Taxpayers in Harrogate look set to fund services from a single council in North Yorkshire.
The government has opted to pick North Yorkshire County Council’s model to replace the two-tier system.
It means that the the new unitary authority will take over services from all of the county’s seven district councils, such as bin collections, council tax and planning.
The City of York Council remains in place. The government has set an aim of getting the new authority up and running by May 2023.
As part of its devolution bid, North Yorkshire County Council officials commissioned PricewaterhouseCoopers to help spearhead its submission.
The consultants report showed the new authority will cover 618,000 people and could cost up to £38 million to set up.
However, the authority also predicts that the reorganisation under a single council could benefit the county by between £51 million and £68 million.
For taxpayers, it will mean a change in their annual council tax bill.
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Rather than paying a precept to both the county council and a district authority, the bill will show one council which rates will be paid to.
Elections and councillors
The government already postponed elections for the county council for this year in light of the ongoing reorganisation discussions.
In their submission, county council officials said the current number of 301 councillors was “time consuming”, “resource intensive” and made decision making difficult.
The council’s report has also planned for elections as early as May 2022. An order will go before parliament in the new year with transitional arrangements, including elections for next year.
As a result, it has proposed to work with the Boundary Commission to review new ward boundaries to elect to the council.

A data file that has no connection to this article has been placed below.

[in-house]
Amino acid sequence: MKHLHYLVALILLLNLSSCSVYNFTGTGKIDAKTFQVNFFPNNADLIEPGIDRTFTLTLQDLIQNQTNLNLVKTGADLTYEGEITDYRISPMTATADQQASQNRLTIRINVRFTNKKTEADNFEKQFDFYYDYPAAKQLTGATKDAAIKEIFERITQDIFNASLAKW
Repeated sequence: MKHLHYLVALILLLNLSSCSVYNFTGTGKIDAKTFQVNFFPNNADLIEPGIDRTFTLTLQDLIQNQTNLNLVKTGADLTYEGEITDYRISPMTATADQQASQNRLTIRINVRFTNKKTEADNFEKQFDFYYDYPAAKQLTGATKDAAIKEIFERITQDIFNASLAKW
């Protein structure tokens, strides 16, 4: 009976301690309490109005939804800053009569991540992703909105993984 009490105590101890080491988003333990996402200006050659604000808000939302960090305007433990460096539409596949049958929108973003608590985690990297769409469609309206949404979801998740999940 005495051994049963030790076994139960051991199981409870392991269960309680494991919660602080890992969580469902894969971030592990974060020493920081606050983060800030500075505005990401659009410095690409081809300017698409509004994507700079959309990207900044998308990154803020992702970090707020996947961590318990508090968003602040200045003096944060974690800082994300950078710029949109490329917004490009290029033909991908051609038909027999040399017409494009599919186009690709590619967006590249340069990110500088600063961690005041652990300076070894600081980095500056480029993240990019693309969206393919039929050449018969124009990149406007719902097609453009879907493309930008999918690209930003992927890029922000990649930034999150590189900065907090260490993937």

NYCC said current boundaries suggest there would be 144 councillors.
The county council has also proposed six area committees, each with around 15 councillors, in line with the constituencies of North Yorkshire’s MPs.
A town council for Harrogate
One of the main aspects of the county council’s plan which has been pushed by both senior councillors and officers alike is the concept of “double devolution”.
The move would offer parish and town councils the chance to take on extra responsibilities, such as running of community centres.
Currently, Scarborough and Harrogate are the only areas without a town or parish council in the county.
County council officials said they would support those areas to set up authorities, if it was what local people wanted.
As the principle authority for the county, the council will also take on ownership of key assets.
Among these will be the Harrogate Convention Centre, which is currently owned and run by Harrogate Borough Council.
Leisure facilities, which are currently due to be handed over to Brimham’s Active in Harrogate, would also come under the remit of the authority.
However, Cllr Carl Les, leader of the county council, has suggested that some powers to run local assets could be handed back to local areas, if they request it.